Under Armour still has room to run.
The athletic gear maker on Thursday raised its 2016 sales outlook to $5 billion from $4.95 billion after another quarter of sales growth outpaced Wall Street's expectations. Shares rose by as much as 9 percent as investors bought what Under Armour is selling -- a story about how the company is still transforming from a t-shirt seller into a global sportswear business. They're right on the ball.
Under Armour's efforts to grow international sales and its footwear business are gaining traction. Take its line of Stephen Curry shoes. Under Armour hit the jackpot by signing the NBA superstar before he became a sensation. But it has smartly leveraged that lucky pick into a larger footwear strategy. Achieving scale as a big player in shoes is the key to winning shelf space at retailers such as Foot Locker and Dick's Sporting Goods. Curry's success has not only led to stellar sales of his basketball sneakers, but it has also expanded consumer awareness about the brand in general. Now basketball players, golfers, and runners alike consider Under Armour for their next shoe purchase.
Under Armour is also well aware its U.S. growth will one day hit a wall and is gearing up for international expansion. Flying Curry on junkets across China and Southeast Asia helps boost brand awareness there, the company said on Thursday. It's making a big push around this summer's Olympics, as a sponsor of the U.S. women's gymnastics team and swimmer Michael Phelps. Already, sales outside of North America make up 14 percent of its revenue, up from just over 6 percent in the first quarter of 2013.
Thursday's killer earnings report was the latest rebuttal to naysayers who think the stock is overvalued -- Under Armour trades at 66 times forward earnings, compared with around 25 for both Nike and Adidas.
Shares fell earlier this month after a report from Morgan Stanley analyst Jay Sole warned an overstretched activewear market was hurting Under Armour's average selling prices and threatening the growth of its traditional clothing business, which still makes up nearly two-thirds of sales. Before Thursday's report, 69 percent of analysts surveyed by Bloomberg had changed their price targets on the company over the past month; 15 went lower, while only one went higher.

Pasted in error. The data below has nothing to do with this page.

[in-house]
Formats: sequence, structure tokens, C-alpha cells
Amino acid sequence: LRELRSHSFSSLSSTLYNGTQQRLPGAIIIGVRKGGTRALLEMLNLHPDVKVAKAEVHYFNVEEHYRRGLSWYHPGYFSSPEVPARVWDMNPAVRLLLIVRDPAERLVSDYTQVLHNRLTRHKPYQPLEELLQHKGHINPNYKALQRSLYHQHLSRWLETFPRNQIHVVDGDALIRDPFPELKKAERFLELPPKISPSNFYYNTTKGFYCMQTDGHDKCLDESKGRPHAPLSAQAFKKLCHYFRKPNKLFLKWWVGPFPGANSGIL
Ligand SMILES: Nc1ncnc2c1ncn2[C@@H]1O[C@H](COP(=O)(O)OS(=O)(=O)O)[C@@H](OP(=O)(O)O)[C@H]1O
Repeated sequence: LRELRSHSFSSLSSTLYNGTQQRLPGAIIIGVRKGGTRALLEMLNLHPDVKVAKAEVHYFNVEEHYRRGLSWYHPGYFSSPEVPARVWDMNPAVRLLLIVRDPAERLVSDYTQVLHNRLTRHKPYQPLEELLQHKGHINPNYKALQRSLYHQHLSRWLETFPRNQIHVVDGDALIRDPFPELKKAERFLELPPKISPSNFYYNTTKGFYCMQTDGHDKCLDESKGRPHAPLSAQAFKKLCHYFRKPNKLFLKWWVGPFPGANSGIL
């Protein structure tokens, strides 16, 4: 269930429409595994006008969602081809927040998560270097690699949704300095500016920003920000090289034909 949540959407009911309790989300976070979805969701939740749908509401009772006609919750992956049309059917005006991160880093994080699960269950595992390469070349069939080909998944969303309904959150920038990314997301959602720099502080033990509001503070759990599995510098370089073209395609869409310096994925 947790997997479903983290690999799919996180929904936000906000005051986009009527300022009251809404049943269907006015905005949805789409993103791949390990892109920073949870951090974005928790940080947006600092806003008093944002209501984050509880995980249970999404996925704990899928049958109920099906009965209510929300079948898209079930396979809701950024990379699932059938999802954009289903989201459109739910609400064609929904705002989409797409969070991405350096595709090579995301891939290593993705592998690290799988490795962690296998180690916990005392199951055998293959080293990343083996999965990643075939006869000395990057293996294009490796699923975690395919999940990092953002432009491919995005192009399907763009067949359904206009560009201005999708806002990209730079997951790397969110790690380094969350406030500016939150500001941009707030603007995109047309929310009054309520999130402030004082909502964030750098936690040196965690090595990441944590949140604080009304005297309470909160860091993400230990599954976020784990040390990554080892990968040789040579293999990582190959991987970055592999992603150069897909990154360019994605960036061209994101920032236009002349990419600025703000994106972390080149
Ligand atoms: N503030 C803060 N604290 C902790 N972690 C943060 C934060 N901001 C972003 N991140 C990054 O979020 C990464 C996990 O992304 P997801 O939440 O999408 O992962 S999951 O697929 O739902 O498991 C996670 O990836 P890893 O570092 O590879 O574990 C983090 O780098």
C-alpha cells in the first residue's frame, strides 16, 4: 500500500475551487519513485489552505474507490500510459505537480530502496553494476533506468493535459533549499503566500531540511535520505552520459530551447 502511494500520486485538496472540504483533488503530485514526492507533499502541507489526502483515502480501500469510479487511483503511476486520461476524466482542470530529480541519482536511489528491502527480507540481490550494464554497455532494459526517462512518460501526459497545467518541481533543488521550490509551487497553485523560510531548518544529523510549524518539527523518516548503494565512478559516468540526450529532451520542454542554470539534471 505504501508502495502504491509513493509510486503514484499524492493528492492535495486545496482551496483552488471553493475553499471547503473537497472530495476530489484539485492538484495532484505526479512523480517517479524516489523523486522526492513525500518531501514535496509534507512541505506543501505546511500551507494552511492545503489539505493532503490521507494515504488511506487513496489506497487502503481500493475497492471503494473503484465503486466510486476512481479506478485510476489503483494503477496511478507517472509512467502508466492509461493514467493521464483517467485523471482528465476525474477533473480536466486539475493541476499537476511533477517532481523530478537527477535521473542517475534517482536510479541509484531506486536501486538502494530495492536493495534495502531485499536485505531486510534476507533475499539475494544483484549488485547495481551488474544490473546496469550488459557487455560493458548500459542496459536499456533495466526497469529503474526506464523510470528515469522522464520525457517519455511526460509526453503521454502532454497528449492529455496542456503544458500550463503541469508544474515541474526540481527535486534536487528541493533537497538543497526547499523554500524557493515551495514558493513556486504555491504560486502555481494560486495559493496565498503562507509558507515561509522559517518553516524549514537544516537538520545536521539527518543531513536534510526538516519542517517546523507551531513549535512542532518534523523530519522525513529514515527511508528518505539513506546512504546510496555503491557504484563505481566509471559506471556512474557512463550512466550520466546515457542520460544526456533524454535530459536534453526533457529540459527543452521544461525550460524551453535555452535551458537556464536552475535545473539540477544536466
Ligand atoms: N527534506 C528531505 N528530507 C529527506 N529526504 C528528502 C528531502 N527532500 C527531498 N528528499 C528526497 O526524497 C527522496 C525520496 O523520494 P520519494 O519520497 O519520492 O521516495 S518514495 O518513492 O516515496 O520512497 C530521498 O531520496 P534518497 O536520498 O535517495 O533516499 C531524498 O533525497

Sole wasn't wrong: Apparel growth at Under Armour has been slowing, especially when compared to its footwear business, where sales increased by 64 percent in the past quarter from a year earlier. The activewear market is increasingly saturated, and average selling prices are falling for athleisure staples such as women's tights and capris.
That's especially true in the U.S., where weakness at department stores and now-bankrupt sports retailers such as Sports Authority drove Under Armour's inventories up by 44 percent from the year before. Inventory liquidation (as well as foreign currency effects) drove margins down to 45.9 percent, compared to 46.9 percent a year earlier.
But Under Armour's footwear and international sales, as well as progress in its women's business, have more than made up for its U.S. activewear woes. In 2015 the company was selling only four styles of running shoes that cost more than $100. This year it will push out eight such styles, with 14 arriving in 2017.
As CEO Kevin Plank said Thursday, the company is a much different business today than it was 6 months ago, and it will be a much different business in the next 6 months, as it expands abroad and ramps up shoe production.
Investors shouldn't be so short-sighted.
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